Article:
The last couple of weeks have been truly occupied in a pleasant manner. Spending time with my mom’s niece on the island was very refreshing. Her visit gave me the opportunity to re-discover St. Croix and enjoy our one-of-a-kind culture. Albeit, I am looking forward to getting up to speed with the 52 week Ancestor challenge. I thought I would begin week 12 with the theme – Same – What ancestor is a lot like you? What ancestor do you have a lot in common? Same name? Same home town?
Week 12 (March 19-25) –Same. While I was developing my maternal Bough family tree, I was surprised at how the middle name Curtis repeated itself in five generations. It is common tradition that names are repeated in honor of an ancestor. Yet. I couldn’t find an ancestor who had Curtis as a given or middle name before 1841. My research of the name did not reveal any historical timelines. I turned to Wikipedia for name significance. “Origin: The name was Anglo-Norman. Meaning: Courteous, Polite, Well-Bred.” Considering their lives through either family history, oral history, individual experiences; I was starting to understand the name Curtis and why it was picked as a middle name. also, all the more importantly how it matched the life they lived.
The basic facts from the Bough Family tree are these:
First Generation: Benjamin Curtis Bough (1841-1875) The son of Susan Crow and George A. Bough
Second Generation: August Curtis Bough (1866-1939) The son of Emelia Petersen and George Bough
Third Generation: Julius Curtis Bough born 1889-1936 The son of August Curtis Bough and Georgianna Agaard
Fourth Generation: Bernadine Curtis Bough (1895- 1974) The son of Ophillia Jackson and August Curtis Bough
Fifth Generation: Ishmael Curtis Bough (1929-2014) The son of Viola White and Bernadine Curtis Bough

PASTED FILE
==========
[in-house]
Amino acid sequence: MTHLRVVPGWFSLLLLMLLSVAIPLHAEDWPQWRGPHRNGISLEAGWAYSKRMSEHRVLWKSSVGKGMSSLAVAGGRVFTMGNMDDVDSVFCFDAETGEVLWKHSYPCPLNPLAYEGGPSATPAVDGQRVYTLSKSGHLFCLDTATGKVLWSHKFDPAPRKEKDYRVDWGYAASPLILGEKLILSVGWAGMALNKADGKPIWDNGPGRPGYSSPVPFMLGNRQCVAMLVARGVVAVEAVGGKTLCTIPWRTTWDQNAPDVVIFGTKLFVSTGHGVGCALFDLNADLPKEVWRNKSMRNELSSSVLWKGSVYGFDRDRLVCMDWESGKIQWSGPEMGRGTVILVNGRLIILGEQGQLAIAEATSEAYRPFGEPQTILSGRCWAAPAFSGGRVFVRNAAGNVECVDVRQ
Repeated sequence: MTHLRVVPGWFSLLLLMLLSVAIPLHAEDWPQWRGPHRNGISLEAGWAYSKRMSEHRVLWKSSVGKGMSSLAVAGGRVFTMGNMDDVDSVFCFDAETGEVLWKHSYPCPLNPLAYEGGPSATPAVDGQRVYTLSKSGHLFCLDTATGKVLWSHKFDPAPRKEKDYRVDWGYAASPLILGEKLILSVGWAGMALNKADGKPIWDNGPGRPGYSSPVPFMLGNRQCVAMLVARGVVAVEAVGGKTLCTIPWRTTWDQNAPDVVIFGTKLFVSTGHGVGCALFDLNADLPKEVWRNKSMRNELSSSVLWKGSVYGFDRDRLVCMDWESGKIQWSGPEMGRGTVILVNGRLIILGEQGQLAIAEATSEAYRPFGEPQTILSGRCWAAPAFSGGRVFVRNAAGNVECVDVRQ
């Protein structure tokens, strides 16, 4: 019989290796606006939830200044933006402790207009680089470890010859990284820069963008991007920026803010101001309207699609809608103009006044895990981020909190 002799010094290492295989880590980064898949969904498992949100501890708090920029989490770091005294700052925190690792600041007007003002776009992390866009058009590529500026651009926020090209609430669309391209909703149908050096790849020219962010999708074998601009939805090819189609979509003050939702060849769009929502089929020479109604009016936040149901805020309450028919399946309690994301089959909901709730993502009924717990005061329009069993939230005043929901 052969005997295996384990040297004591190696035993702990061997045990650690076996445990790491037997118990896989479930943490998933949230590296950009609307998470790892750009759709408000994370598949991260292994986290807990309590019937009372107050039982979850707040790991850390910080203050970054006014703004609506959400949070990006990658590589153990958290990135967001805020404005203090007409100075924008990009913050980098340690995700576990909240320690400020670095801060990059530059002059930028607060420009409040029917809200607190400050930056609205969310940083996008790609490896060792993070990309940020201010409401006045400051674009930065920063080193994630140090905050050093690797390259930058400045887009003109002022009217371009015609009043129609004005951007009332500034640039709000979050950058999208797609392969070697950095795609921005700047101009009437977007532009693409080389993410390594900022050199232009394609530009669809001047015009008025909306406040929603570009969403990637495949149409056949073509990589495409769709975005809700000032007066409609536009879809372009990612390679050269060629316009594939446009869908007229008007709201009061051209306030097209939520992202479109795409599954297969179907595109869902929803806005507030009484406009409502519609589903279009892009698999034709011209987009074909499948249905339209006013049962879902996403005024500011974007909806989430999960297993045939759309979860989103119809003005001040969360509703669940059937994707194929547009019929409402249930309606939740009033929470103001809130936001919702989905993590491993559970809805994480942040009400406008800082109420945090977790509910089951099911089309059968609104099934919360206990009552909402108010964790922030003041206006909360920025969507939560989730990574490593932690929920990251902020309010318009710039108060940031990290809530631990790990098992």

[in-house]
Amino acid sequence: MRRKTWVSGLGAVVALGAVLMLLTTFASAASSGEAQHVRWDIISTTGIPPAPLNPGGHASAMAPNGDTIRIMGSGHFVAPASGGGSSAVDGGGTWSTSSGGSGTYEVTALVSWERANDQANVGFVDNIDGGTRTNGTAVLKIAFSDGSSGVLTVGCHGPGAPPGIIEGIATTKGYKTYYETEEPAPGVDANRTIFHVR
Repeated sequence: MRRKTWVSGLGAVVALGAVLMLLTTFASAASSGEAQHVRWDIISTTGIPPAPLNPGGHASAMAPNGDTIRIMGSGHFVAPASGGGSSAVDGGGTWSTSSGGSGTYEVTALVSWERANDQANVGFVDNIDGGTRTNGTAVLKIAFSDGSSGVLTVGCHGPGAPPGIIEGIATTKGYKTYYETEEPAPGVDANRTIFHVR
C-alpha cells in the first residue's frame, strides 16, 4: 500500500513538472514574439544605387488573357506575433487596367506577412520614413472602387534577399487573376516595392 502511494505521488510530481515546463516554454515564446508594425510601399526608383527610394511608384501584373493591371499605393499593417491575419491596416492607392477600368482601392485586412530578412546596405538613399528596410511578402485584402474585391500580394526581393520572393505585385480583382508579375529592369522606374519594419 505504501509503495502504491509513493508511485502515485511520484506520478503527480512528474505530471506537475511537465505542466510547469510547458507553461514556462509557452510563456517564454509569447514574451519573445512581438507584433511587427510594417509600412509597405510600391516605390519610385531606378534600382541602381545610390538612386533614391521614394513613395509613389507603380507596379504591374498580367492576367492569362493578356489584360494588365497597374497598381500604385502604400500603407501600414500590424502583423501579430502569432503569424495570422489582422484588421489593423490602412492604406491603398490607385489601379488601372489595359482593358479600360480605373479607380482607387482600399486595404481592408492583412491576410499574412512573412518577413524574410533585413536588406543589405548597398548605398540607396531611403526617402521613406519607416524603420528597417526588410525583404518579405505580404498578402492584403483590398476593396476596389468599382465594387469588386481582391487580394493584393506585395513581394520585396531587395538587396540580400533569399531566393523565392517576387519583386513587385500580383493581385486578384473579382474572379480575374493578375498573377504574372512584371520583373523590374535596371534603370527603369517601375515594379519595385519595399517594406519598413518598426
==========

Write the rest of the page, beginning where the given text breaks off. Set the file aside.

As I continue to search out my history, I am discovering how much I did not know. The more information disclosed about my ancestry, the more I learn and understand how I am the person that has evolved today.
My family's research efforts have taken me on an enlightening journey back through the past in the U. S. Virgin Islands (formerly Danish West Indies) and Coastal Georgia. As with most people of Afro-Caribbean descent, my ancestry stems from peoples brought together by colonialism and conquest; it stems from people thrown together, albeit forcibly, by the throes of enslavement. As a result, my DNA tells me that my people originate in Africa, Europe, England, Ireland, Scotland, France, Lesser Antilles, and Leeward Caribbean Islands.
Two collections made my dream to research my ancestors in the Danish West Indies a reality. I have conducted extensive research using the St. Croix Population Database 1734-1917, a St. Croix African Roots Project product, and a research and document transcription effort sponsored by the Virgin Islands Social History Associates (VISHA). The other catalyst has been accessing the extensive photo, manuscript, and microfilm collections at the Library and Archives of the St. Croix Landmarks Society at Estate Whim in St. Croix.
My heartfelt thanks go to all my cousins, extended "cousin-family," friends, and research colleagues from the St. Croix-based Virgin Islands Ancestry Discovery Group, for their input and collaboration. I also want to thank the UJima Genealogy Group in Coastal Georgia and GlynnGen.com; webmaster Amy Hendrick has introduced me to Southern History and its people.
This site allows you to transform yourself to a time during the Danish period (1734-1917) when life was both complex and straightforward. If you have any questions, comments, or need assistance searching for a Danish West Indies ancestor, I invite you to drop me an email. Its.email@example.com
I especially appreciate the followers' encouragement.
I like your blog, Shelley. Nice example of the Curtis name appearing generation to generation.. But I’m not convinced that it is because of the meaning. Nice try, but…..
HA! Thank you for taking the time to comment